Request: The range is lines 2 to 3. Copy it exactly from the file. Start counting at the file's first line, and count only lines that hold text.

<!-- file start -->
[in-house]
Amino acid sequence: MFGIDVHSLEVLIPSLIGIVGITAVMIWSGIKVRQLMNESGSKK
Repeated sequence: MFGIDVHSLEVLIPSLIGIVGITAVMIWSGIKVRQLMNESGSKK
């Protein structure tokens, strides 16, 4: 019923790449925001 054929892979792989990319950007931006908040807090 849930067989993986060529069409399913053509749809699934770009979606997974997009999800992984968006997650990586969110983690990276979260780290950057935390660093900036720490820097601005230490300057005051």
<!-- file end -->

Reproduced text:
Amino acid sequence: MFGIDVHSLEVLIPSLIGIVGITAVMIWSGIKVRQLMNESGSKK
Repeated sequence: MFGIDVHSLEVLIPSLIGIVGITAVMIWSGIKVRQLMNESGSKK